the past year, I have developed a number of small brown
blotches on my face that darken when Iím in the sun. The
spots lightened a bit over the winter, but Iím concerned
they will darken again this summer. What causes this, and is
there a way to avoid it from worsening? I am 25 and otherwise
you are describing sounds like ephelides ó also known as
freckles. These small areas of extra pigmentation on the skin
get darker when they are exposed to sunlight during the
summer, and then they tend to fade during the winter. Freckles
typically are not a sign of an underlying skin disorder, and
they do not require any treatment. Check them from time to
time, though. If you notice any changes, such as one of the
spots growing larger or developing an irregular border, see a
dermatologist to have it checked.
most often appear tan, brown or red. Unlike some other dark
skin patches, such as moles, they are flat rather than raised
from the skin. Freckles are most common in people with fair
skin and in those who have red hair. Freckles generally
develop in childhood, adolescence or young adulthood, and they
may increase in number and distribution during that time.
hallmark characteristic of freckles is that they get darker
when exposed to the sunís ultraviolet (UV) light. Thatís
why they become more noticeable in the summertime and fade
throughout the winter months.
case, freckles may be confused with another type of skin spot
known as solar lentigines ó sometimes called age spots. The
difference is that solar lentigines are actually caused by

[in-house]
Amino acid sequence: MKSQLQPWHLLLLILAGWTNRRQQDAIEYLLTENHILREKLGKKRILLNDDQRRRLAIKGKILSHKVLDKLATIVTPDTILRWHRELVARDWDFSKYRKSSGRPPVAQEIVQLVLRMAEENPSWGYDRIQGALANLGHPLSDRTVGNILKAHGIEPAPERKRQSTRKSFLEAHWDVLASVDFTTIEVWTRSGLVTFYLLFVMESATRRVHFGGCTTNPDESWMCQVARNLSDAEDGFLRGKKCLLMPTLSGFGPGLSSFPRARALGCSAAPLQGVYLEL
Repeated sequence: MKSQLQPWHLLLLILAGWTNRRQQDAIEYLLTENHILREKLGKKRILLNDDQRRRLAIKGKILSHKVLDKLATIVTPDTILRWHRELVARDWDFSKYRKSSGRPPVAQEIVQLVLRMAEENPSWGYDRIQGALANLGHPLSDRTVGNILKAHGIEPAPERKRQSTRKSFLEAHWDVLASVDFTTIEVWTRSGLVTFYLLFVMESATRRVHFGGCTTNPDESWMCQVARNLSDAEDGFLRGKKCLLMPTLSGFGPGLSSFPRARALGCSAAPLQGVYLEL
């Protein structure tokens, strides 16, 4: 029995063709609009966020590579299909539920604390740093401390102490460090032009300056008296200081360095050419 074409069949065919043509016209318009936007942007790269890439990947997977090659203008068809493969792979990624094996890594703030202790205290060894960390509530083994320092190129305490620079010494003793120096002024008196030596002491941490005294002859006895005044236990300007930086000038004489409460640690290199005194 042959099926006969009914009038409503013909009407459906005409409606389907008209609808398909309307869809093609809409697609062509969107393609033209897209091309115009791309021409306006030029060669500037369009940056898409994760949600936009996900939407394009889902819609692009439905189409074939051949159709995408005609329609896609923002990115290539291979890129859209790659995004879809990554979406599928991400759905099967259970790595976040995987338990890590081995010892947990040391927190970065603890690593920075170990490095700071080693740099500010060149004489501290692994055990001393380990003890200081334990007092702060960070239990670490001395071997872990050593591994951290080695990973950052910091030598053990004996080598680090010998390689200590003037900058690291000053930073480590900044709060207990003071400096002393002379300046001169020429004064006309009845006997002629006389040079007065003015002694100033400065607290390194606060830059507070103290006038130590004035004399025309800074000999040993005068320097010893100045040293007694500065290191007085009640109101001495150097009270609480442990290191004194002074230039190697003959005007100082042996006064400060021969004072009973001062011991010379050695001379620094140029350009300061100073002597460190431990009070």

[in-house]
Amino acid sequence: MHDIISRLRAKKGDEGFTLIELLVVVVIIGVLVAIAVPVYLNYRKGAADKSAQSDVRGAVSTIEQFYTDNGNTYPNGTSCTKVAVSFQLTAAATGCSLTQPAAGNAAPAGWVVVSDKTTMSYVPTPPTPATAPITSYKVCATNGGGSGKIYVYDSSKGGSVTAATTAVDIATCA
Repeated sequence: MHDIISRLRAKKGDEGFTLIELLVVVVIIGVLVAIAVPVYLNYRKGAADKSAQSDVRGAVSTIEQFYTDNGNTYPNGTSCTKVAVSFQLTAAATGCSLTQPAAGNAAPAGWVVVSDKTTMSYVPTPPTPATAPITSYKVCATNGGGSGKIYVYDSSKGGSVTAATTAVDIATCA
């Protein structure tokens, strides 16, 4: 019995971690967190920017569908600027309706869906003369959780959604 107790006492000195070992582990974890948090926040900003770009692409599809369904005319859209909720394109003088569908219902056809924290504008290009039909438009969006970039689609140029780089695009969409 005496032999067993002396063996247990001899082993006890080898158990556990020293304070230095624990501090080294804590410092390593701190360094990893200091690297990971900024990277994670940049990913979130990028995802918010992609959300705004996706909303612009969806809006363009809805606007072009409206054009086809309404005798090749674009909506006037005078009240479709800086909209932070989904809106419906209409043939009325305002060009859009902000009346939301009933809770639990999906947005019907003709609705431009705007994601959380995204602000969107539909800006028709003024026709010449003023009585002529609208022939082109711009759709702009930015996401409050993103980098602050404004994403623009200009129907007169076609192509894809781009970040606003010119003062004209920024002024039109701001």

frequent and prolonged sun exposure over the course of many
years. Freckles, on the other hand, are typically a result of
genetics. Freckles often fade or disappear with age, while
solar lentigines become more common as people get older.
help keep freckles from getting darker, and reduce the
likelihood that more will appear, by taking steps to shield
your skin from sunlight, especially during the summer months.
broad-spectrum sunscreen with a sun protection factor, or SPF,
of 30 or higher whenever you are outdoors. Wear sunscreen ó
even if the sun is not shining, as UV light penetrates through
clouds and reflects off water, snow and other surfaces. Apply
sunscreen generously and frequently to all areas of exposed
skin, particularly after you have been swimming or sweating.
further shield your skin from the sunís damaging rays, wear
protective gear, such as a broad-brimmed hat and sunglasses,
and limit your time outdoors when the sun is strongest during
the late morning and early afternoon. Never use a tanning bed.
freckles are harmless, it is important to keep an eye on skin
changes and be familiar with whatís normal for your skin.
Skin cancer is one of the most common types of cancer, so know
its signs and symptoms. If you notice anything out of the
ordinary, see a dermatologist.
particular, watch for new dark patches appearing on your skin
that have not been there before. Notice if a patch of skin
changes color; becomes darker in only one area; becomes
uneven, jagged or scalloped around the edges; grows larger; or
changes in height. If any of that happens, see a
dermatologist. If a darker area of skin bleeds, itches or
becomes tender, evaluate that promptly, too.